Anthony Bourdain: Celebrity Chef and TV Personality Dead at Age 61

Anthony Bourdain, the chef, writer and TV star famous for his travels around the world, has died at age 61.

The Emmy-awarding winning host is thought to have died by suicide, TV network CNN reported in a statement.

"It is with extraordinary sadness we can confirm the death of our friend and colleague, Anthony Bourdain," CNN said.

"His love of great adventure, new friends, fine food and drink and the remarkable stories of the world made him a unique storyteller. His talents never ceased to amaze us and we will miss him very much.

"Our thoughts and prayers are with his daughter and family at this incredibly difficult time."

"Tony was an exceptional talent," CNN President Jeff Zucker said in an email to employees. "Tony will be greatly missed not only for his work but also for the passion with which he did it."

Bourdain was in France filming the latest series of Parts Unknown at the time of his death. He was reportedly found unresponsive in his hotel room by Eric Ripert, a French chef. 

GettyImages-684192532 Anthony Bourdain attends the Turner Upfront 2017 at the Theater at Madison Square Garden on May 17, 2017, in New York City. The chef has been found dead at age 61. ANGELA WEISS/AFP/Getty Images

Bourdain was best-known for hosting a series of culinary TV shows, including No Reservations, The Layover and Parts Unknown, for which he won a Peabody Award for in 2013.

Before his media career, Bourdain ran a string of restaurants in New York and became the executive chef at Manhattan’s Brasserie Les Halles in 1998.

He also wrote three New York Times best-selling books, A Cook’s Tour, The Nasty Bits and Kitchen Confidential: Adventures in the Culinary Underbelly, which began as a New Yorker article.

Bourdain was endlessly interested in other people and other cultures; cooking and food were the language he used, which translated across the globe. 

"He had a mad curiosity which kept him going," Dublin restaurant owner Joe Macken told The Independent. "I was with him for three days over a weekend and I couldn’t get over his curiosity. ... Whether he’s in Laos or Cambodia, he was always fascinated by what the working man eats."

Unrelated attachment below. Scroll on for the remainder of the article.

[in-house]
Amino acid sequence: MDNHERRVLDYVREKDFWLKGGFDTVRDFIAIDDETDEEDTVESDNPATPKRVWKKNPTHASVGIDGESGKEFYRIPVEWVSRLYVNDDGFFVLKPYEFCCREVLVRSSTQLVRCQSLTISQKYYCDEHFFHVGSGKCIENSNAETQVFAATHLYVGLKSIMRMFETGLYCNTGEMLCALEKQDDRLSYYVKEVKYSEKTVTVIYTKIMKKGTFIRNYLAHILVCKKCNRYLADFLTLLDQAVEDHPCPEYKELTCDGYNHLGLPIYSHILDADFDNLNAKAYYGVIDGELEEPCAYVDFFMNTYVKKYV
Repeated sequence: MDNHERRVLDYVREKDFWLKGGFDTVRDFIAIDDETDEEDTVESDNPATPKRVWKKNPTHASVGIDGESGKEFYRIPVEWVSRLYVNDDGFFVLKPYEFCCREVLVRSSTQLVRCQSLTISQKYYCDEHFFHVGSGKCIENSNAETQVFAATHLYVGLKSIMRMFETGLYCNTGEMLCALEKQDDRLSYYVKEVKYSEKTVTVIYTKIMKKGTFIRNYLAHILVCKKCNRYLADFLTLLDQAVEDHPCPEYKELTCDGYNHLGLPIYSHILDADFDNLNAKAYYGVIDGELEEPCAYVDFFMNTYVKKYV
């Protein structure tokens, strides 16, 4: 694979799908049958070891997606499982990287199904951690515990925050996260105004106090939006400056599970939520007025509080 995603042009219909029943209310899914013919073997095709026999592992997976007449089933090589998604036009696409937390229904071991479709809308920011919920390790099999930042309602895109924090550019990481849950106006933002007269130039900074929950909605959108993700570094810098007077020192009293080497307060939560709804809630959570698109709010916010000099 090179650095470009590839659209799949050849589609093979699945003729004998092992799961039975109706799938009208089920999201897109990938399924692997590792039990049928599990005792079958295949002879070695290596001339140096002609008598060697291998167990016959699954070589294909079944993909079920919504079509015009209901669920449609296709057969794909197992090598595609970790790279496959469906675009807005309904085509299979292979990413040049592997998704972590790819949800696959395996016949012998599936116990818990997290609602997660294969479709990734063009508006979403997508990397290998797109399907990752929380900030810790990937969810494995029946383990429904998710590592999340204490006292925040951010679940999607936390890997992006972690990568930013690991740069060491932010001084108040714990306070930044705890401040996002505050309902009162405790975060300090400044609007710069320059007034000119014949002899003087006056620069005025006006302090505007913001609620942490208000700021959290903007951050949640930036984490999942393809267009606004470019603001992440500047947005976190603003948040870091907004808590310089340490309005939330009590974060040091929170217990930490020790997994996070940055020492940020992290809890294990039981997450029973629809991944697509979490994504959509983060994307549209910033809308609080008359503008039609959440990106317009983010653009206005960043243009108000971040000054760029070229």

Despite his sophisticated palate, Bourdain was not a food snob. “To me, Popeyes is exotica,” he told People magazine. “I was eating noodles and roast goose and Chinese food for the past 10 days. So to be back and eat some Americana food, well, I will weep with gratitude at macaroni and cheese.”

Bourdain's first television presenting job on the Food Network’s A Cook’s Tour stemmed from the success of his book Kitchen Confidential. The show ran for 35 episodes from 2002 to 2003.

He later won two Emmy awards for presenting the popular No Reservations show, before moving to CNN in 2013 to host Parts Unknown. The show was in its 11th season at the time of Bourdain’s death.

In 2016, Bourdain sat down for a $6 meal with Barack Obama in Hanoi, Vietnam, for an episode of Parts Unknown broadcast in September that year, with CNN reportedly unaware of the outgoing president’s guest appearance.

“We had been talking for nearly a year. It was very, very closely held,” Bourdain told Politico at the time. “CNN did not know. The camera people did not know. Only a very tight group at [production company] Zero Point Zero, my partners, me and very few people at the White House. It was very closely held.

"It was a security situation,” he added. “The White House tells you don’t tell anybody, you don’t tell anybody.”

The chef called out the macho culture of celebrity chef-dom, awakened to the #MeToo movement, he said, by the experiences of his girlfriend, Asia Argento, in standing up to Harvey Weinstein. 

Bourdain told Slate: “I had to ask myself, particularly given some things that I’m hearing, and the people I’m hearing them about: Why was I not the sort of person, or why was I not seen as the sort of person, that these women could feel comfortable confiding in? I see this as a personal failing.”  

He was also candid about his struggles with addiction and with thoughts of suicide.

Described as a “culinary bad boy” by Gothamist, Bourdain described in his books how he would work in kitchens while high on substances such as heroin, cocaine and LSD.

He also said recently that he had "things to live for," especially his young daughter.

If you have thoughts of suicide, confidential help is available for free at the National Suicide Prevention Lifeline. Call 1-800-273-8255. The line is available 24 hours a day, every day.

Read a note from Newsweek's editor in chief about covering suicide.